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Business school is as much about building a network of contacts as it is about mastering discounted cash flow or Michael Porter’s Five Forces. So, can online MBA programmes deliver the same quality of networking experience as their campus-based rivals?

Technology is clearly sufficiently sophisticated, says Kshitij Gopal, an MBA student at the National University of Singapore.

“Technology has got to a stage where it is almost as personal as it can get,” he says.

Mr Gopal recently wrote about his experiences at business school in an FT blog. “There are some students who approach networking with a fervent zeal that is usually reserved for troops going into battle – they have a game plan, study the invitees and their backgrounds and go in armed with more questions than a subcommittee.”

However, opinion is still divided as to whether an online programme can deliver the same wealth of contacts and support as a face-to-face programme.

Linda Groarke, an MBA student at the UK’s Open University Business School, is benefiting from the experience.

“My group at the moment is fantastic – lots of chatter, plus an enthusiastic and helpful tutor who’s always asking thought-provoking questions that conjure up conversation and dialogue,” she says.

But, she adds: “Others [say] their tutor groups are like ghost towns with tumbleweed blowing through them.”

Phil Powell, faculty chair of the Kelley Direct online MBA programme at Indiana University’s Kelley School of Business, believes the success of online networking depends on the strategy used by the business school.

If online programmes copy templates used on campus to guide students, they will fail, he says, in the same way that teaching online fails when you try to recreate the structure used in the physical classroom.

The strategy used at Kelley starts with an assessment of students’ networking skills. Students are invited to campus for a week at the beginning of the programme, when they are reminded of the importance of networking.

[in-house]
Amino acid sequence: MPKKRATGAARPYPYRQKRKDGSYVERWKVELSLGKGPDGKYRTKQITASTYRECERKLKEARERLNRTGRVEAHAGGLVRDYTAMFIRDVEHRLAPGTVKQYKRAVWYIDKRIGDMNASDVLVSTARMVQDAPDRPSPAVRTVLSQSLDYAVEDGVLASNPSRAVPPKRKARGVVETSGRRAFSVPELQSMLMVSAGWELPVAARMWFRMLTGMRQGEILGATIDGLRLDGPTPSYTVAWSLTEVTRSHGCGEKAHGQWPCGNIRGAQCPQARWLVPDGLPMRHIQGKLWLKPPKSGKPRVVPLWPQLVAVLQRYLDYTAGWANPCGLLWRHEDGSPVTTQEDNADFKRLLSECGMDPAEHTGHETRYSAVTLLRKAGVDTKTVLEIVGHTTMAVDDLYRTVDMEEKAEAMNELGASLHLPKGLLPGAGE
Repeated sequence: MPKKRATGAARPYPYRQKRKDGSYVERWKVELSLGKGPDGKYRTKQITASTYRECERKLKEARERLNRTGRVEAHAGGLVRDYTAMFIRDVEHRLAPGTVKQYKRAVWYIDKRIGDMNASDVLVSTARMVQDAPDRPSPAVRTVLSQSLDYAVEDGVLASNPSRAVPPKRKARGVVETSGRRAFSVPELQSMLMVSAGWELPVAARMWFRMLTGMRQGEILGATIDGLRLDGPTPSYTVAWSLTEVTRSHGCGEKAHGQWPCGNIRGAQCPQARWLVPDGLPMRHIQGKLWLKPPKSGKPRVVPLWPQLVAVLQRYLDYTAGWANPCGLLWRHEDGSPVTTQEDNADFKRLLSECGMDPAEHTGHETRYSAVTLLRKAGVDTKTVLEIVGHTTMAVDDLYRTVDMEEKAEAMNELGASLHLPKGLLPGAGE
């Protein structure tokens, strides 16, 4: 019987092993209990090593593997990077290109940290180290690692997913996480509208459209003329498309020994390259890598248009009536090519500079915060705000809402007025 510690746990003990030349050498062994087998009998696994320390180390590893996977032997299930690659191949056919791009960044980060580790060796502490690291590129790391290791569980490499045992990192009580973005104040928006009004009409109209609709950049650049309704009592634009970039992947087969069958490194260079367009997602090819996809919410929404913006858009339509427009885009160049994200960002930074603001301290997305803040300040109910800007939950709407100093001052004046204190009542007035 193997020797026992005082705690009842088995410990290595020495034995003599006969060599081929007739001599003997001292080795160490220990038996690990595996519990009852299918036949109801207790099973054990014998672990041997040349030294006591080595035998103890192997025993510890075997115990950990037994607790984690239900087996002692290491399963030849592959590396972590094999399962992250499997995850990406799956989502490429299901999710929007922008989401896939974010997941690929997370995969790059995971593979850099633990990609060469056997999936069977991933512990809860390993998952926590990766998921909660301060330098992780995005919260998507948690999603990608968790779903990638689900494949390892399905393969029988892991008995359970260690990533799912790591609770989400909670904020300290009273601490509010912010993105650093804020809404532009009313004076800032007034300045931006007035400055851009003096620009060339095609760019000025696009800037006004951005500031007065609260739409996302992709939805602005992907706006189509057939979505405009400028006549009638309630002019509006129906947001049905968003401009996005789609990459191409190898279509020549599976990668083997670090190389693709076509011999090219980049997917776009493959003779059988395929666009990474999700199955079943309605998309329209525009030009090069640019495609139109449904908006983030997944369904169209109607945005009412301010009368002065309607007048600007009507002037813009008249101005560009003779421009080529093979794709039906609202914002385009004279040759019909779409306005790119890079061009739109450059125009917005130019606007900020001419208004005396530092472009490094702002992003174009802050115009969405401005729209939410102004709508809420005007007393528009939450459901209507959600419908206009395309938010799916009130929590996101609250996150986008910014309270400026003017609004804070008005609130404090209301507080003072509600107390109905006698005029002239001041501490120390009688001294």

Then they are given exercises to complete online. These give the school a sense of where they are in their networks. Career coaches are then brought in to work with them online at the speed they wish.

Prof Powell says: “Our online programme is a hop-on, hop-off model [spanning two to five years], so we have stages of developing business acumen, but students take them at their own pace, which varies.

“This gives more power to the students, as they can say ‘don’t put us in a straitjacket, meet us where we are’.” Prof Powell believes that is a good thing. He thinks students of residential programmes should use the same approach.

Françoise Dany, dean of the faculty and vice-president of EMLyon Business School in France, thinks online networking could become extremely effective because of its sense of anonymity. “The very fact that people do not know each other may facilitate some exchanges: they feel freer to express themselves. In other words, online programmes may offer the advantage of temporary communities [that] rely on a common shared expertise to build trust,” she says.

But other professors disagree. Evgeny Kaganer, professor of information systems at Iese Business School in Spain, says: “At this stage, it’s difficult for an online programme to deliver the networks that are equivalent to that of face-to-face programmes.

“People form deep relationships through shared experiences, and face-to-face is still best for allowing the rich interactions and experiences between students that facilitate those strong connections.”

Neil Bearden, associate professor of decision science at Insead, which has campuses in France, Singapore and Abu Dhabi, also prefers networking in person. “From what I’ve seen, long-lasting, meaningful connections are made at unpredictable times. These moments can happen when working together on a group assignment or they can happen when travelling together.

“Until students in online programmes start taking weekend trips to Cambodia together, I cannot see how they will form the same kinds of bonds people form when they’re face-to-face.

“Helping a limping friend who’s twisted her ankle down a mountain is more likely to create a meaningful bond than just about anything that can happen online,” he says.

One thing online networking programmes do guarantee, however, is scale. People create bigger networks more easily, as they are not constrained by distance.

Murray Dalziel, director of the University of Liverpool Management School in the UK, is proud of this fact. “Our students benefit from being part of a global network with more than 10,500 students from 160 countries,” he says.

Prof Dany, meanwhile, points to the benefits of Moocs. The EMLyon Mooc designed for entrepreneurs, for example, attracted a vast variety of participants.

“Their experience was so rich that we had the opportunity to discuss their own stories – about 200 – rather than working on case studies selected by the head of the programme,” he says.

“In a nutshell, we found that the Mooc offered a very good quality of exchanges among a wide network of people sharing the same interest and volunteering to spend some free time on this programme.”

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